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Owing to a pioneering drug deal and a concerted effort to find people at risk, the NHS is set to eliminate hepatitis C by 2025, five years before a global target.
Health officials from NHS England have released a report detailing recent progress towards eliminating hepatitis C. This comes after the NHS was awarded almost £1bn in a five-year contract to fund antiviral drugs for thousands of patients in 2018.
Deaths from complications of hepatitis C including cirrhosis, liver failure and liver cancer have fallen by 35% in England since 2015. This exceeds the World Health Organisation (WHO) target of a 10% reduction by more than three-fold.
In addition, England has already met the WHO 2030 interim target of achieving a hepatitis C related mortality rate below 2 per 100,000. If this progress continues, England could be the first country in the world to have eliminated hepatitis C as a public health risk.
Hepatitis C is a blood borne virus that can lead to chronic liver inflammation and liver damage if left untreated. Historically, hepatitis C has been a challenging public health issue to manage, as new infections are often asymptomatic, leaving some infected individuals unaware of their diagnosis until serious liver complications arise, often decades later.
In addition, as hepatitis C is transmitted through blood-to-blood contact, the most “at-risk” demographics are also some of the most marginalised in society, including people who inject drugs (PWID) and men who have sex with men (MSM).
Misinformation has led to a vicious disease-based stigma at both an individual and population level, discouraging people from getting tested and treated if they suspect they may have been exposed to the virus. A 2020 study found that 95.5% of patients with hepatitis C had experienced some degree of perceived disease-related stigma from others. Often PWID have also experienced homelessness, worsening health outcomes due to difficulties accessing appropriate health services.
The tremendous success of the NHS in building and implementing an effective strategy to tackle the hepatitis C crisis in light of these challenges cannot be understated. The strategy has had to be multifaceted. While there’s no debate that the 2018 funding for curative antiviral drugs such as the combination therapy Glecaprevir and Pibrentasvir has been paramount to the reduction in Hepatitis C deaths in England, community-based screening and outreach programs have been equally important.
Dedicated NHS “Find and Treat” programmes, delivered in partnership with local charities such as St. Mungo’s in Oxford have been successful in driving down cases of hepatitis C amongst vulnerable communities.
The Oxford team is one of many working to provide same-day screenings for those who have been previously hard to reach and treat. In addition to blood tests for hepatitis C, specially equipped trucks visiting at-risk communities can also carry out on-the-spot liver fibrosis scans to detect liver damage immediately.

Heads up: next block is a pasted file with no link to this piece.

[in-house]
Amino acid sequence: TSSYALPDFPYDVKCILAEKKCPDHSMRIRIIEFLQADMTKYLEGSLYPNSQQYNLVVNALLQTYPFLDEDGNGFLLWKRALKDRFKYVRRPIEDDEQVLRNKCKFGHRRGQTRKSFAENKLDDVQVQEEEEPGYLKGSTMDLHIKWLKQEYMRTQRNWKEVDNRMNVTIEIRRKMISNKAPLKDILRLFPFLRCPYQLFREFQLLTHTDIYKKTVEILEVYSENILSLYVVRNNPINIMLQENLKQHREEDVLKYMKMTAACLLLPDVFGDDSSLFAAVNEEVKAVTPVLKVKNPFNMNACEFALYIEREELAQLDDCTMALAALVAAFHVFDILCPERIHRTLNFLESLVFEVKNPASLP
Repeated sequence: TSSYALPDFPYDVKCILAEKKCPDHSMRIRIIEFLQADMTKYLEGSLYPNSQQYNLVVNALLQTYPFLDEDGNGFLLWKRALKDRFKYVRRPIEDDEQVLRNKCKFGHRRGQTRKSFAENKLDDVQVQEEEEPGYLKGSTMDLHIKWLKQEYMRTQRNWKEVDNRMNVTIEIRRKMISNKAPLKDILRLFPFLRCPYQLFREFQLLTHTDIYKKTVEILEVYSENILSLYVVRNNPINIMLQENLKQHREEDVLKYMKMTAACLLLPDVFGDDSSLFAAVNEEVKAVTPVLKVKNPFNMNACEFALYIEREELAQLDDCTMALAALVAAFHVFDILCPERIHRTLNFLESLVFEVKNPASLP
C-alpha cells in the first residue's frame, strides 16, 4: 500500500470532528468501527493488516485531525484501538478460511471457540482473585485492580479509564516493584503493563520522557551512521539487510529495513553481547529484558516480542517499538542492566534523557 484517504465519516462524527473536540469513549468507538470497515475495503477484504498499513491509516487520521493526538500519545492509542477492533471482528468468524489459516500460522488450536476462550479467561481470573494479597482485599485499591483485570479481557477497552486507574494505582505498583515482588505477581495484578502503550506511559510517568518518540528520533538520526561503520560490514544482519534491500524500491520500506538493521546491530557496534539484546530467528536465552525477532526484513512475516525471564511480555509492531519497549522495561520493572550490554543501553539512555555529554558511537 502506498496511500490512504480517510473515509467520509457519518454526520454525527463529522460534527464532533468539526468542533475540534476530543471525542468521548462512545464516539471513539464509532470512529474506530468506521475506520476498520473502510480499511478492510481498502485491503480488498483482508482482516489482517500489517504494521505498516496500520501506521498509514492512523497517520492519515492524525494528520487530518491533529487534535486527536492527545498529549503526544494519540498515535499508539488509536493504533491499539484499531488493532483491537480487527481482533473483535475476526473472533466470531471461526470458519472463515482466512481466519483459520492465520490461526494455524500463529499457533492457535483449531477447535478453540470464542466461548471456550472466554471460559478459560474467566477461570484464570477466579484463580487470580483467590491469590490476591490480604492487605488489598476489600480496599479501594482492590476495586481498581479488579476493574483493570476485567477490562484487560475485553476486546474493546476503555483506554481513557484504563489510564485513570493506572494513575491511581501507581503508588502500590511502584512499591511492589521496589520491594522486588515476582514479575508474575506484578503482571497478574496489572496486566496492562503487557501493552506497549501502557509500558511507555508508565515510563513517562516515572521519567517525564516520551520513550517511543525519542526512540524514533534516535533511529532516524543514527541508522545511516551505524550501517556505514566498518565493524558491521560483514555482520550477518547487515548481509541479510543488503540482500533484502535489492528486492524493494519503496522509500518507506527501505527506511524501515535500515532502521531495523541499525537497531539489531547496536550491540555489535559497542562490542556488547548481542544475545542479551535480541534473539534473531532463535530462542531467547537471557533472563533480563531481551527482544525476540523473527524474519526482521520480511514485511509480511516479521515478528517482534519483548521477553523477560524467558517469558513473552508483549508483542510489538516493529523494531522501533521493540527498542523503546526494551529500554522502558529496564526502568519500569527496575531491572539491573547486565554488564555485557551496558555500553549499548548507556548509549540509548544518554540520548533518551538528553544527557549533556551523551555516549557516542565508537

Sara Hide, a hepatitis C co-ordinator at St. Mungo’s told NHS England: ‘With treatment for hepatitis C now less invasive—a course of medication for 8–12 weeks—we’ve seen an uptake in people responding to our screening services. We also screen for other conditions at the same time to identify clients that might need extra health support.’
Community vans and specialist teams across the country are also visiting drug and alcohol services, probation services and prisons, places of worship and community clinics and support groups. This allows people to get quick and convenient testing close to home, which is particularly important for at-risk people who may find it difficult to travel long distances to hospital-based services.
This is a promising step forward in reducing health inequality in the UK. Indeed, more than 100 children have also received infection-curing antivirals in the last year. These children come from some of the UK’s most deprived areas, with hundreds more expected to benefit in the coming months as part of the NHS Long Term Plan.
To boost progress towards eliminating hepatitis C, the NHS has also launched new technology which searches health records for key hepatitis C risk factors. Examples of these factors include a HIV-positive status or blood transfusions given pre-1992. Prior to 1992, donated blood was not screened for hepatitis C in the UK, and often came from ‘risky’ sources, such as the US prison population.
This technology, established in September 2022, could allow ‘up to 80,000 people unknowingly living with hepatitis C to get life-saving diagnosis and treatment sooner‘ according to NHS England. Those identified as being at-risk of hepatitis C according to the Patient Search Identification (PSI) software will be invited for review by their GP, and if appropriate, for further screening and treatment.
Rachel Halford, chief executive of the Hepatitis C Trust, described the new primary care screening technology as a ‘crucial step towards achieving elimination.’
The progress towards the elimination of hepatitis C is a tremendous success for the NHS, tackling what was a historically difficult public health issue to manage. Effective antiviral drugs can now cure over 95% of those who contract hepatitis C, with minimal side effects.
As the NHS continues to improve public awareness of hepatitis C, reduce stigma, and encourage those who may be at risk to get tested, England is on course to be the first country to eliminate the virus as a public health risk.